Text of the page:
Characters: Foil Characters (Major) Amir v. Hassan, Baba v. Amir, (Minor: Rahim Khan, Assef, Sohrab)

Members: Jah, Sydney, Araseli, Abby

Major Characters:

Amir vs Hassan:
Amir is very self-centered and inconsiderate.Whenever Baba buys Amir something, he would buy the same item for Hassan, making Amir wonder why. He wishes Baba would just buy things for only him sometimes to make him feel more uplifted and like his actual son. He is viewed as a coward, since he does not take stand up for anything, even for himself and after hearing Baba's words of "A boy who can't stand up for himself becomes a man who can't stand up to anything" (22) , he still does not fight. Several times when Assef, the neighborhood bully comes around to harrass Amir and Hassan, Amir does not do anything. It is Hassan who warns Assef that if he doesn't leave them alone he will release his slingshot and aim a rock into his eye, which would leave him with only one eye. It is then that Assef lets them go, during that instance. Eventhough Assef is known to have brass knuckles that can break the limbs of the neighborhood boys, Hassan is willing to fight to protect both he and Amir. Assef criticizes Amir for hanging around with a Hazara and Amir responds that they are not friends, Hassan is simply his servant.Hassan is the character that plays the role not only as friend, but as"good and faithful servent".Hassan is not bothered by ironing Amir's clothes and cooking him breakfast. He trusts Amir even though while Amir reads to him he tells him the wrong meaning of words, for instance that imbicile means smart.
Amir is scared but he is not the good friend that Hassan is to him. Amir finds himself only thinking about himself. In another instance, one of a more mortifying scene Amir witnesses Hassan getting raped by Assef in an alley. Hassan promised to run the blue kite for him and retrieving it gets caught by Assef and his friends. The fee for him to walk free that day is to give him the kite that hepromnises to retrieve for Amir. Hassan refuses and is willing to take the beating Assef has in store for him to give the kite to his friend. Instead Assef rapes him in the alley, and the snow stained with Hassan's dripping blood and his words to Amir "A thousand times over for you" taunt Amir. Hassan is the sacrificial lamb that was slain. He puts his life on the line for Amir several times but thinking of himself, and how it is difficult to look at Hassan anymore- who's Hazel eyes have dulled and has a face that has become ghostly, Amir intends to send Hassan away for good. He plants his birthday money under Hassan's pillow and tells Baba that Hassan stole it. After, discovering the money on Hassan and his father's Ali mattress, Ali decides to leave Baba's terrain. Ali realizes that Amir is not a good friend to his boy.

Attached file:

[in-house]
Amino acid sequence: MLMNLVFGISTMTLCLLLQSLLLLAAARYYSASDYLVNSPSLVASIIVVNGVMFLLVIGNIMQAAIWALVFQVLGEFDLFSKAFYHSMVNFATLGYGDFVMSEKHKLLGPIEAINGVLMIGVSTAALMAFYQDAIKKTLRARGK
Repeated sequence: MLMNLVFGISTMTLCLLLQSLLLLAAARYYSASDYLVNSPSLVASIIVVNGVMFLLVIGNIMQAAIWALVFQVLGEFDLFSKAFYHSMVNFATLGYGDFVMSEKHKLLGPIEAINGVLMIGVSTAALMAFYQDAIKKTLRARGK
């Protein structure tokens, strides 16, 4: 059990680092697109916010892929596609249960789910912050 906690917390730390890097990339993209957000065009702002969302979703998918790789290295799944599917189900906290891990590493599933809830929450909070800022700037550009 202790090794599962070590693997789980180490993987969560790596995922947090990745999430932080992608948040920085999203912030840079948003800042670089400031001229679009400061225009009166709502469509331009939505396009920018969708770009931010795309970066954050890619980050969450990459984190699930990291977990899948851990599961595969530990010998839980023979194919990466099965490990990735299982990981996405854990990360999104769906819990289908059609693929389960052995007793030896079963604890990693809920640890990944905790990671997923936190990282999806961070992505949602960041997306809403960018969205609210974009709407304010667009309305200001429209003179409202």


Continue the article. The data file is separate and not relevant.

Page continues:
"In the end, I was a Pashtun and he was a Hazara, I was Sunni and he was Shi'a, and nothing was ever going to change that. Nothing" (25).
-words of Amir

Baba vs Amir
They both had faults in which they held secrets from society; Baba hides the fact that Hassan was his real son making him Amir's half brother because of his social status in society. Since Hassan was a Hazara and Baba comes from the higher class of Afghans (Pashtun) he is afraid of the public opinion. Amir on the other hand, does not tell of Hassan's rape but rather keeps it to himself pretending it never happed. They both lived a life filled with guilt.

Baba is seen as courageous, especially being that there is the tale of him wrestling with a bear to which no one in town detests. He has three scars on his back depicting Baba as a fighter, unlike Amir who does not fight and is cowardly. Baba stands up to injustice in society for example when he defends the young woman in the truck and prevents an indecency of rape to take place. He stands up to the Russian soilder, and risks being killed. Amir condemns Baba for putting his life in danger but Baba insists that over his dead body would he let something like that occur.